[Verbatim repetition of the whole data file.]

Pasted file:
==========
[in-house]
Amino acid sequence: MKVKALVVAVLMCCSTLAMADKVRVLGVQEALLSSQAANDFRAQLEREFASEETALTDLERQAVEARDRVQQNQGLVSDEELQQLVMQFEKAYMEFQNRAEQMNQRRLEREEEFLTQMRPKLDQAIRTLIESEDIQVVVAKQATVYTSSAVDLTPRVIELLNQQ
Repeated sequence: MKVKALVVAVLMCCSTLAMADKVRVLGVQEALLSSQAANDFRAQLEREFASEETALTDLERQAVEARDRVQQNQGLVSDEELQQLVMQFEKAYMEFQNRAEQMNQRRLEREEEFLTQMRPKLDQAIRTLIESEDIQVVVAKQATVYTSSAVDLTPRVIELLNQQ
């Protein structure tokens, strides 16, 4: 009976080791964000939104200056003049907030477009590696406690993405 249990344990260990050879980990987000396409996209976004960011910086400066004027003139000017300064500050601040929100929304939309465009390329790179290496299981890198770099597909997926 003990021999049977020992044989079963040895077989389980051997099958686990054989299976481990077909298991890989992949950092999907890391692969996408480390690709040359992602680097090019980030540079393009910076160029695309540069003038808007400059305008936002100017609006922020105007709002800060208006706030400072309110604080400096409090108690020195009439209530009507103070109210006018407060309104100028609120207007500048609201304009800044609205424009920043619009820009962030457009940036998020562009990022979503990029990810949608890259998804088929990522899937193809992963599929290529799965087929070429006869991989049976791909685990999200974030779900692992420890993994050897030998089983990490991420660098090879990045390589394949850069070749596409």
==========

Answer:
[in-house]
Amino acid sequence: MKVKALVVAVLMCCSTLAMADKVRVLGVQEALLSSQAANDFRAQLEREFASEETALTDLERQAVEARDRVQQNQGLVSDEELQQLVMQFEKAYMEFQNRAEQMNQRRLEREEEFLTQMRPKLDQAIRTLIESEDIQVVVAKQATVYTSSAVDLTPRVIELLNQQ
Repeated sequence: MKVKALVVAVLMCCSTLAMADKVRVLGVQEALLSSQAANDFRAQLEREFASEETALTDLERQAVEARDRVQQNQGLVSDEELQQLVMQFEKAYMEFQNRAEQMNQRRLEREEEFLTQMRPKLDQAIRTLIESEDIQVVVAKQATVYTSSAVDLTPRVIELLNQQ
């Protein structure tokens, strides 16, 4: 009976080791964000939104200056003049907030477009590696406690993405 249990344990260990050879980990987000396409996209976004960011910086400066004027003139000017300064500050601040929100929304939309465009390329790179290496299981890198770099597909997926 003990021999049977020992044989079963040895077989389980051997099958686990054989299976481990077909298991890989992949950092999907890391692969996408480390690709040359992602680097090019980030540079393009910076160029695309540069003038808007400059305008936002100017609006922020105007709002800060208006706030400072309110604080400096409090108690020195009439209530009507103070109210006018407060309104100028609120207007500048609201304009800044609205424009920043619009820009962030457009940036998020562009990022979503990029990810949608890259998804088929990522899937193809992963599929290529799965087929070429006869991989049976791909685990999200974030779900692992420890993994050897030998089983990490991420660098090879990045390589394949850069070749596409």